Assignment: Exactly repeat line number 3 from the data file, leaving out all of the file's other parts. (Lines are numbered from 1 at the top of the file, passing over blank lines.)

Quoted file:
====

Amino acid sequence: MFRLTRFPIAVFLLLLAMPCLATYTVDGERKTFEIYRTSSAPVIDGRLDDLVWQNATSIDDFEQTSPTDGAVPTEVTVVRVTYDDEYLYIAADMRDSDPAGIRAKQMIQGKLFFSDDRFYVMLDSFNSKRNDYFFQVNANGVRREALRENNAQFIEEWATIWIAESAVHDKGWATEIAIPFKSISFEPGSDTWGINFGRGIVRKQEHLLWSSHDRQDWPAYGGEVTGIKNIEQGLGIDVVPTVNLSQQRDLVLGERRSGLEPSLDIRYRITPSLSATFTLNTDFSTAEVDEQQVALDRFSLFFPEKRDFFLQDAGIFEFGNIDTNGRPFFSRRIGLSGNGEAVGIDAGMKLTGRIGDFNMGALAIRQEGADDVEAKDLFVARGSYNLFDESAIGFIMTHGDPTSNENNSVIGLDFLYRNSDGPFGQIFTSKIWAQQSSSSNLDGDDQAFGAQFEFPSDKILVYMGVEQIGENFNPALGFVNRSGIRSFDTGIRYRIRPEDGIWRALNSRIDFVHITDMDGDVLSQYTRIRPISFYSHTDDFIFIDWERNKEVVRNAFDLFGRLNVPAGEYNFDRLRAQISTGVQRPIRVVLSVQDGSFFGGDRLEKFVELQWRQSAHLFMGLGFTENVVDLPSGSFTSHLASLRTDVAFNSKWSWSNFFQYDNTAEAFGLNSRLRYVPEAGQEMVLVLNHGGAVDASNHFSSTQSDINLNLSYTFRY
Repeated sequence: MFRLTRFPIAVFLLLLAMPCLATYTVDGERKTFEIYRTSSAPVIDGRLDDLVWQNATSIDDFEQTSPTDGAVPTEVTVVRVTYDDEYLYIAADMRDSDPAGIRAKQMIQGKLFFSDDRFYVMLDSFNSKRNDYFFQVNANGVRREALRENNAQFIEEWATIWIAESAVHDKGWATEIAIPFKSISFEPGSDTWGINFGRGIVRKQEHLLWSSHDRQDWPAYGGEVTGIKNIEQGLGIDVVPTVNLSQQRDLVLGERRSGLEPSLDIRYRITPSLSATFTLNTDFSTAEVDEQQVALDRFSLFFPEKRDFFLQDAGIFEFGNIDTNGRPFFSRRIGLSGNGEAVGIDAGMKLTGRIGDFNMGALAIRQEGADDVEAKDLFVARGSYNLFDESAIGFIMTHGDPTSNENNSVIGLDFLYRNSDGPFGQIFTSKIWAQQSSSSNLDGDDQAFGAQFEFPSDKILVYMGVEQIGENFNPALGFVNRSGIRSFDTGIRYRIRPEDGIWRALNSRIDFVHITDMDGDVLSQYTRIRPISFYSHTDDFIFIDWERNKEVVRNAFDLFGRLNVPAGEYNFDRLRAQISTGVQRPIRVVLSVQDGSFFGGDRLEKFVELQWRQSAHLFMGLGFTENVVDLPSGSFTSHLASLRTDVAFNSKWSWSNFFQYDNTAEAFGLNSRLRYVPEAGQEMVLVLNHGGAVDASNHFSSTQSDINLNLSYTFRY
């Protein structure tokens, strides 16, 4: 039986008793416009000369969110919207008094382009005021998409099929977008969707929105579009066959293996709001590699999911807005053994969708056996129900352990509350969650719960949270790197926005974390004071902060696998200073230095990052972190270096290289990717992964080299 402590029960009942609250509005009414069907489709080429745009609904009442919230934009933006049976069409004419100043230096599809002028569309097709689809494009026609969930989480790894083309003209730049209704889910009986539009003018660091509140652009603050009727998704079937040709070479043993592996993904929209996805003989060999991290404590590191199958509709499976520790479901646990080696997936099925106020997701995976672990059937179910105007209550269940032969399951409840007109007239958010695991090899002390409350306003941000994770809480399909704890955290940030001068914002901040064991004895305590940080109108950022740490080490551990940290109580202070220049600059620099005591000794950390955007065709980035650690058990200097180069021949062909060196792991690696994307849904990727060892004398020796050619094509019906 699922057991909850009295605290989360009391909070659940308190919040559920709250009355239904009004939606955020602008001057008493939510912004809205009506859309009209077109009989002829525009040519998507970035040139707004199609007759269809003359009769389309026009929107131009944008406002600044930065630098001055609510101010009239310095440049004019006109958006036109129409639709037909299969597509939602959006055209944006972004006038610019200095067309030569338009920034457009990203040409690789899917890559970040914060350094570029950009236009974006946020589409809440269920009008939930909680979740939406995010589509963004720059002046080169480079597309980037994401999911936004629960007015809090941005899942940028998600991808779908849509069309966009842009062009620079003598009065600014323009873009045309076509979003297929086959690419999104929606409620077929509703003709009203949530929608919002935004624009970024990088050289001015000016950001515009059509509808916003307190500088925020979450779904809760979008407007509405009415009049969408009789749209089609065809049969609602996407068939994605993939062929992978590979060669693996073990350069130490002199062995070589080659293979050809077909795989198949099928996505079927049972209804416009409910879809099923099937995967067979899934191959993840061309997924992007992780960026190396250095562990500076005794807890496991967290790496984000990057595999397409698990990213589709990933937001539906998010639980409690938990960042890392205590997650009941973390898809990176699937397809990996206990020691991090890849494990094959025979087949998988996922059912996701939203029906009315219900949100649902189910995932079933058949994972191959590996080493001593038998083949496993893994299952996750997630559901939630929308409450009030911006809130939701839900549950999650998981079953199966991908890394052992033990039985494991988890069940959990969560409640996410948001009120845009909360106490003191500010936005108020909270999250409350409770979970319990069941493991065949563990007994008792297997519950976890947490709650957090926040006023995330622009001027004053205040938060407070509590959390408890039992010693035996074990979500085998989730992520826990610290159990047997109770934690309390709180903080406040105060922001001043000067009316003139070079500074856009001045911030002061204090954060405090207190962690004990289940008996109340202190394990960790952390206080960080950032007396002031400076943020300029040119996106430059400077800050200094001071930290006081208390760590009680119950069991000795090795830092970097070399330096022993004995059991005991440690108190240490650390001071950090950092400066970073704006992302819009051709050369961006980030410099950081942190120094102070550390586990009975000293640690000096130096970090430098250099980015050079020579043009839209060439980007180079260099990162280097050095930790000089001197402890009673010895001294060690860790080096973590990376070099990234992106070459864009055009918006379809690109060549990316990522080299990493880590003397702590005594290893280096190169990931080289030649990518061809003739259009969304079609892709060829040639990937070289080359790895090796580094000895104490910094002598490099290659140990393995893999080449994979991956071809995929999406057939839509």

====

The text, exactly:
């Protein structure tokens, strides 16, 4: 039986008793416009000369969110919207008094382009005021998409099929977008969707929105579009066959293996709001590699999911807005053994969708056996129900352990509350969650719960949270790197926005974390004071902060696998200073230095990052972190270096290289990717992964080299 402590029960009942609250509005009414069907489709080429745009609904009442919230934009933006049976069409004419100043230096599809002028569309097709689809494009026609969930989480790894083309003209730049209704889910009986539009003018660091509140652009603050009727998704079937040709070479043993592996993904929209996805003989060999991290404590590191199958509709499976520790479901646990080696997936099925106020997701995976672990059937179910105007209550269940032969399951409840007109007239958010695991090899002390409350306003941000994770809480399909704890955290940030001068914002901040064991004895305590940080109108950022740490080490551990940290109580202070220049600059620099005591000794950390955007065709980035650690058990200097180069021949062909060196792991690696994307849904990727060892004398020796050619094509019906 699922057991909850009295605290989360009391909070659940308190919040559920709250009355239904009004939606955020602008001057008493939510912004809205009506859309009209077109009989002829525009040519998507970035040139707004199609007759269809003359009769389309026009929107131009944008406002600044930065630098001055609510101010009239310095440049004019006109958006036109129409639709037909299969597509939602959006055209944006972004006038610019200095067309030569338009920034457009990203040409690789899917890559970040914060350094570029950009236009974006946020589409809440269920009008939930909680979740939406995010589509963004720059002046080169480079597309980037994401999911936004629960007015809090941005899942940028998600991808779908849509069309966009842009062009620079003598009065600014323009873009045309076509979003297929086959690419999104929606409620077929509703003709009203949530929608919002935004624009970024990088050289001015000016950001515009059509509808916003307190500088925020979450779904809760979008407007509405009415009049969408009789749209089609065809049969609602996407068939994605993939062929992978590979060669693996073990350069130490002199062995070589080659293979050809077909795989198949099928996505079927049972209804416009409910879809099923099937995967067979899934191959993840061309997924992007992780960026190396250095562990500076005794807890496991967290790496984000990057595999397409698990990213589709990933937001539906998010639980409690938990960042890392205590997650009941973390898809990176699937397809990996206990020691991090890849494990094959025979087949998988996922059912996701939203029906009315219900949100649902189910995932079933058949994972191959590996080493001593038998083949496993893994299952996750997630559901939630929308409450009030911006809130939701839900549950999650998981079953199966991908890394052992033990039985494991988890069940959990969560409640996410948001009120845009909360106490003191500010936005108020909270999250409350409770979970319990069941493991065949563990007994008792297997519950976890947490709650957090926040006023995330622009001027004053205040938060407070509590959390408890039992010693035996074990979500085998989730992520826990610290159990047997109770934690309390709180903080406040105060922001001043000067009316003139070079500074856009001045911030002061204090954060405090207190962690004990289940008996109340202190394990960790952390206080960080950032007396002031400076943020300029040119996106430059400077800050200094001071930290006081208390760590009680119950069991000795090795830092970097070399330096022993004995059991005991440690108190240490650390001071950090950092400066970073704006992302819009051709050369961006980030410099950081942190120094102070550390586990009975000293640690000096130096970090430098250099980015050079020579043009839209060439980007180079260099990162280097050095930790000089001197402890009673010895001294060690860790080096973590990376070099990234992106070459864009055009918006379809690109060549990316990522080299990493880590003397702590005594290893280096190169990931080289030649990518061809003739259009969304079609892709060829040639990937070289080359790895090796580094000895104490910094002598490099290659140990393995893999080449994979991956071809995929999406057939839509």